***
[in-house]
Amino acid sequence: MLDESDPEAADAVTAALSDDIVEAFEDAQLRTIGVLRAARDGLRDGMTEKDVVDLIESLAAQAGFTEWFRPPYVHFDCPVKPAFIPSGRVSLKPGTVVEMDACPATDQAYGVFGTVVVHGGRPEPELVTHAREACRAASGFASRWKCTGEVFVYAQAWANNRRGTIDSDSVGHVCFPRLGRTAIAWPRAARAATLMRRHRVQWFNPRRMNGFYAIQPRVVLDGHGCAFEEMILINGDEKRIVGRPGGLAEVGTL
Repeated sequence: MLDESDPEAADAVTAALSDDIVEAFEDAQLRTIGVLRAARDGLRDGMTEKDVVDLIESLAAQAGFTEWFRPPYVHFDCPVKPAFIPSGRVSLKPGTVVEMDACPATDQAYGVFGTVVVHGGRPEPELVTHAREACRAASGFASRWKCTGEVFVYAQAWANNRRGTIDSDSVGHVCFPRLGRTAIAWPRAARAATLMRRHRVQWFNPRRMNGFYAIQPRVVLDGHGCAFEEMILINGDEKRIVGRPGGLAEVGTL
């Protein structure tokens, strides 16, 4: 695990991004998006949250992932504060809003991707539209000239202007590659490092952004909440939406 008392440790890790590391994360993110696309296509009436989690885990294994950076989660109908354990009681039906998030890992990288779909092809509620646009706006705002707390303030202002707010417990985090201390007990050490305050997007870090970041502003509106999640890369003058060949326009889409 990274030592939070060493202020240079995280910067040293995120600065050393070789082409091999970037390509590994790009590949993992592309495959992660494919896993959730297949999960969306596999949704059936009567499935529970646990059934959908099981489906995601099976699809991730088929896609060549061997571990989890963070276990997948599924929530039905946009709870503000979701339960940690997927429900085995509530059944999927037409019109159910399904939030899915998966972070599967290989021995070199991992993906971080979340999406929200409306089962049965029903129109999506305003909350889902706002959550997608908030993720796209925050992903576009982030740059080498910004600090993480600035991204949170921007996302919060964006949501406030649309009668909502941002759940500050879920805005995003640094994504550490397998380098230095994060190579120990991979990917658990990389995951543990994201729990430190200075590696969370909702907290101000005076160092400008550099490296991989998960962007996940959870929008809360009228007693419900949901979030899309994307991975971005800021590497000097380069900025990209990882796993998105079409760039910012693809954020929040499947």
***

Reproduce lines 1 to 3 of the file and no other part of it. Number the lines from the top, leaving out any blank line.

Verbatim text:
[in-house]
Amino acid sequence: MLDESDPEAADAVTAALSDDIVEAFEDAQLRTIGVLRAARDGLRDGMTEKDVVDLIESLAAQAGFTEWFRPPYVHFDCPVKPAFIPSGRVSLKPGTVVEMDACPATDQAYGVFGTVVVHGGRPEPELVTHAREACRAASGFASRWKCTGEVFVYAQAWANNRRGTIDSDSVGHVCFPRLGRTAIAWPRAARAATLMRRHRVQWFNPRRMNGFYAIQPRVVLDGHGCAFEEMILINGDEKRIVGRPGGLAEVGTL
Repeated sequence: MLDESDPEAADAVTAALSDDIVEAFEDAQLRTIGVLRAARDGLRDGMTEKDVVDLIESLAAQAGFTEWFRPPYVHFDCPVKPAFIPSGRVSLKPGTVVEMDACPATDQAYGVFGTVVVHGGRPEPELVTHAREACRAASGFASRWKCTGEVFVYAQAWANNRRGTIDSDSVGHVCFPRLGRTAIAWPRAARAATLMRRHRVQWFNPRRMNGFYAIQPRVVLDGHGCAFEEMILINGDEKRIVGRPGGLAEVGTL